The mobile ecosystem is extremely diverse with more and more devices being released using a variety of different software. Although the iPhone is having the most impact on the mobile industry over all else, mobile web browsing still only accounts for around 4% of webpage views (Dec 2010). And despite all the noise, the iPhone’s not the only one out there.
Of this 4%, Mobile Safari only commands 23.44% of the market (17.51% on the iPhone, 5.93% on iPod Touch) – not much of a lead on Opera Mobile, Nokia & BlackBerry’s browsers. In fact there are 5 very different mobile browsers within 4% of each other, making a very fractured ecosystem.
With the constant growth in mobile devices, client requirements / briefs for creating mobile friendly services are commonly very vague. Many things need to be considered before building for multiple devices. For example:
- What devices are we building for (desktop/tablet/smart phone/WAP)?
- Create functionality, restraints and support for each device grouping.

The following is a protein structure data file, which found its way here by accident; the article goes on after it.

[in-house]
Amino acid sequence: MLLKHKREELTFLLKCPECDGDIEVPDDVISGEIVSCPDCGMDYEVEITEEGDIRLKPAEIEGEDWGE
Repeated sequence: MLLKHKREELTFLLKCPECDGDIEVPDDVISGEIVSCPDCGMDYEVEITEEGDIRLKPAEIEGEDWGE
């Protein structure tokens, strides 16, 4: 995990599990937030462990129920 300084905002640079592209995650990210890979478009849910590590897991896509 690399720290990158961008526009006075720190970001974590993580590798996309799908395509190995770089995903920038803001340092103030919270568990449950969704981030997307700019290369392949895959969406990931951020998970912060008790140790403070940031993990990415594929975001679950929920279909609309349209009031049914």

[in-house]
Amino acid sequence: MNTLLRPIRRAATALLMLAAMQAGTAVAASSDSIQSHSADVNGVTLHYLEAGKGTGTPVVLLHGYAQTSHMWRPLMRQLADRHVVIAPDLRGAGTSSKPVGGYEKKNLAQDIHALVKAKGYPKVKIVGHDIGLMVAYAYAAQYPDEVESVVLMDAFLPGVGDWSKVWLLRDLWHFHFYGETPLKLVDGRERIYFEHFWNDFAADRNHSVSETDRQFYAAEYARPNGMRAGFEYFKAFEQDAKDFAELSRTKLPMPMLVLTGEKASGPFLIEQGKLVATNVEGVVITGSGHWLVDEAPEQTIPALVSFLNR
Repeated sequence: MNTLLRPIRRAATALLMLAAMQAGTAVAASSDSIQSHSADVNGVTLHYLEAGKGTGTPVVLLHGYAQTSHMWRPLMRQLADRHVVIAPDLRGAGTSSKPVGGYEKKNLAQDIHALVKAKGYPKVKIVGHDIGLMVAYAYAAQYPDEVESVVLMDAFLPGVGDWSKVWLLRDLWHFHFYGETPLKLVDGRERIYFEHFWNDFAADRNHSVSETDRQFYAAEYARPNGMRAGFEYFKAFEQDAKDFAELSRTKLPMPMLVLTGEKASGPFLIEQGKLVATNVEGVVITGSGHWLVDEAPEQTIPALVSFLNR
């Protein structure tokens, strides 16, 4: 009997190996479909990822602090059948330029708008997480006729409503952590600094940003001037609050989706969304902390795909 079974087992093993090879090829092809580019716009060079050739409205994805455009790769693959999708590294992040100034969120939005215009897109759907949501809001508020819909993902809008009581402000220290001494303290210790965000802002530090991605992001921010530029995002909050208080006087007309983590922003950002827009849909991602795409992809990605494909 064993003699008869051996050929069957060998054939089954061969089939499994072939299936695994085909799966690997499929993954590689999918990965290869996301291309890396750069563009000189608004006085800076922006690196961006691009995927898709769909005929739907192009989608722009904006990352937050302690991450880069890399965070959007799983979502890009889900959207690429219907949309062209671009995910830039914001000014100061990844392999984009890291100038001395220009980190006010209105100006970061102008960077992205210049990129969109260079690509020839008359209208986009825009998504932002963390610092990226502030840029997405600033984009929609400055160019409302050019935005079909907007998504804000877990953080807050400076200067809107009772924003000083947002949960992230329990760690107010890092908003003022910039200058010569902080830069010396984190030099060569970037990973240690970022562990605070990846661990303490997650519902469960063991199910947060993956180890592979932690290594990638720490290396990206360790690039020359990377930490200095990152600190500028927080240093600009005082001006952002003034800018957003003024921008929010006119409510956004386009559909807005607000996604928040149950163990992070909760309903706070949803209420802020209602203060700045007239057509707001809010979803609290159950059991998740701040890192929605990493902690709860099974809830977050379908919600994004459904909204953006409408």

This can prove frustrating to clients as sacrificing important functionality for differing devices can be a bitter pill to swallow.
This approach can also be increasingly confusing, frustrating and discouraging for traditional ‘desktop web’ developers and consequently focus on optimising their sites for just one device… the one in their pocket. Ironically, if you suggested to a developer that they only built for one desktop browser they’d look at you like you just insulted their mother.
With the mobile ecosystem being as fragmented as it currently, it is hard to see clients spending the time and money on developing specifically for the 5 big name browsers individually. So what is the way forward? Do we just develop versions with Safari and Opera in mind and cover as much of the market share as possible? Or will we see a move towards building sites which degrade gracefully throughout the mobile browsing ecosystem?Follow Rob on Twitter @robert_lowe